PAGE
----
Currently on view in Blue Star Contemporary Art Center’s Gallery 4 is Ed Saavedra’s installation, Requiem for an English Major, an elucidation of an historical event in Bexar County. On March 31, 2009, 31-year-old Harlan McVea (author of Memoir of a Modern Opium Eater and a past contributor to the Current) committed suicide by hanging himself with a bed sheet, leaving behind a suicide note (“I’m so sorry mom. I love you.”) scrawled in mustard (see “Hang time,” January 20, 2010). There was talk of misconduct by the prison guards, as well as a general lack of concern for the welfare of at-risk inmates (McVea was going through methadone withdrawal), which Saavedra seeks to bring to light.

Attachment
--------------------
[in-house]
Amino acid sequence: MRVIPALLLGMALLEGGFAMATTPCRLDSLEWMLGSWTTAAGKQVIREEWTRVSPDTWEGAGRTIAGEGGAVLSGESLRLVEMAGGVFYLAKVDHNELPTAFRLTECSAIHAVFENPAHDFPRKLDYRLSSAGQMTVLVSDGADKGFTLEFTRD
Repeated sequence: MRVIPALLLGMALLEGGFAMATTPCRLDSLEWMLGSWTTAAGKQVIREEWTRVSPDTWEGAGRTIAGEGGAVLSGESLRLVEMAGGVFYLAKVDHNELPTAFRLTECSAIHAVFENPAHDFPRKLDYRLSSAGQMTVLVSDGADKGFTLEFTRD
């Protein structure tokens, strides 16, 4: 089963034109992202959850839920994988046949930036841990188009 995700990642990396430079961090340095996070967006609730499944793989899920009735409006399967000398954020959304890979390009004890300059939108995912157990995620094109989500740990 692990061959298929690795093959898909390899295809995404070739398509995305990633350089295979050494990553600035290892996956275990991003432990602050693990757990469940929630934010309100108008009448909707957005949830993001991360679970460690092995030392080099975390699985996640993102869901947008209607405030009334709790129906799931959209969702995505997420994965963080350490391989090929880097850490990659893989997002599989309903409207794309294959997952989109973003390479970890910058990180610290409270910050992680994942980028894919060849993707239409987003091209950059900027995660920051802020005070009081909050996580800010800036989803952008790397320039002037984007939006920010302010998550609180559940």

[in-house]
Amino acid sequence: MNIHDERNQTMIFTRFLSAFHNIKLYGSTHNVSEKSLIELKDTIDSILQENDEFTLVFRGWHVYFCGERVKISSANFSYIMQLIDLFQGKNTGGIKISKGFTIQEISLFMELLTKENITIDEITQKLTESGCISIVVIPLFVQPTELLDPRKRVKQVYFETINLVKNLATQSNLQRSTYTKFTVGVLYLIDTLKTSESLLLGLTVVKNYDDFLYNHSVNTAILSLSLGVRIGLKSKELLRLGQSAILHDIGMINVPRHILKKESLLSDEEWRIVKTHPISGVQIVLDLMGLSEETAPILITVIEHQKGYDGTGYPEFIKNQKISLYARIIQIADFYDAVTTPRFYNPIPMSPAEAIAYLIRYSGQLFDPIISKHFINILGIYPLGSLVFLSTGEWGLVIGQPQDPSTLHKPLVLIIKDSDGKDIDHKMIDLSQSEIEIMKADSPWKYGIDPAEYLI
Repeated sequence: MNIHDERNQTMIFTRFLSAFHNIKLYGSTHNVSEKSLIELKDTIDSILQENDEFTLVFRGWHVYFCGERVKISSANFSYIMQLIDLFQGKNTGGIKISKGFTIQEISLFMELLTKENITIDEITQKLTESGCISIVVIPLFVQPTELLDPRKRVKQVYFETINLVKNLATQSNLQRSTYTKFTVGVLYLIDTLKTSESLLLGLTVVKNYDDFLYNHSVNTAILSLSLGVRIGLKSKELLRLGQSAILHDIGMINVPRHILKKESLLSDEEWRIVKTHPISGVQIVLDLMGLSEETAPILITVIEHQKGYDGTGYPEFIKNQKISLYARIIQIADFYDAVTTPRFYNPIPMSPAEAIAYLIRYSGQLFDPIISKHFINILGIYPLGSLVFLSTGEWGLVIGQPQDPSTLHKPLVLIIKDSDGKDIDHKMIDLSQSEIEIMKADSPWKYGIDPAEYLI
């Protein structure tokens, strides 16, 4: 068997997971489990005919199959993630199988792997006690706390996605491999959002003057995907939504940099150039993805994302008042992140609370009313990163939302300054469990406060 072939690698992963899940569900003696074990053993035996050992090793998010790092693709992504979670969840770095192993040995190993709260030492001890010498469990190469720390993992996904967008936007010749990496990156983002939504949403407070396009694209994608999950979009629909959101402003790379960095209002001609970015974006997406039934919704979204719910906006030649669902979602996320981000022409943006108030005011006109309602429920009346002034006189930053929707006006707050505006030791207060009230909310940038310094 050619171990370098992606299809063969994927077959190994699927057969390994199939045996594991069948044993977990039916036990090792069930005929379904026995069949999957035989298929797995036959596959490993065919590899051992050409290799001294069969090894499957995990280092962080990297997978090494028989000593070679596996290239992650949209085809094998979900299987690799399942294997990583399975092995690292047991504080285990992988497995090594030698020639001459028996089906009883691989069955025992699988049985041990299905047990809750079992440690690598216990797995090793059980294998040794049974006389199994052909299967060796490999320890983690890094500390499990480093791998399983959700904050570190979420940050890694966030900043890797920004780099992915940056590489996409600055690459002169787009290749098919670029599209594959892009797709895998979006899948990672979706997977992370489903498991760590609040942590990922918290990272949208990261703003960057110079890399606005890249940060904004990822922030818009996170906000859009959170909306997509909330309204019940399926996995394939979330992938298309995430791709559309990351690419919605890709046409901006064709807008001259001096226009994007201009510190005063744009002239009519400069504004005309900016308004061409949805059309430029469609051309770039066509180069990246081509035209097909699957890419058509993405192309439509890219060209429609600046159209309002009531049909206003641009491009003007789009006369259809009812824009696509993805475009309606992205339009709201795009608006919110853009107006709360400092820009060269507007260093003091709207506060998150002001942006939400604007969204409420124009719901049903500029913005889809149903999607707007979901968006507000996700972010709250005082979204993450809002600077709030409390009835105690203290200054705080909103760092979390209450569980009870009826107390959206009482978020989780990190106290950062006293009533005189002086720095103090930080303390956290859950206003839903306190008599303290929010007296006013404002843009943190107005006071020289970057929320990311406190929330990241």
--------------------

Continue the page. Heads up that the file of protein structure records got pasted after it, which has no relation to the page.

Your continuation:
By re-imagining 18th-century British artist Thomas Gainsborough’s iconic painting, “The Blue Boy,” Saavedra creates a stand-in for McVea. The figure similar to that in Gainsborough’s painting is cut from its large canvas and hung from the pipe in the corner of the room, a strip of blue obscuring his eyes. The remainder of the canvas creates an opening through which the figure can be seen hanging in a void created by a temporary wall that cuts the small room diagonally in half. A newspaper article detailing the death of the inmate has been reproduced on the floor in mustard overlaid with blue paint.
Requiem for an English Major is on view through January 29 in Blue Star Contemporary Art Center’s Gallery 4, 116 Blue Star, (210) 227-6960.
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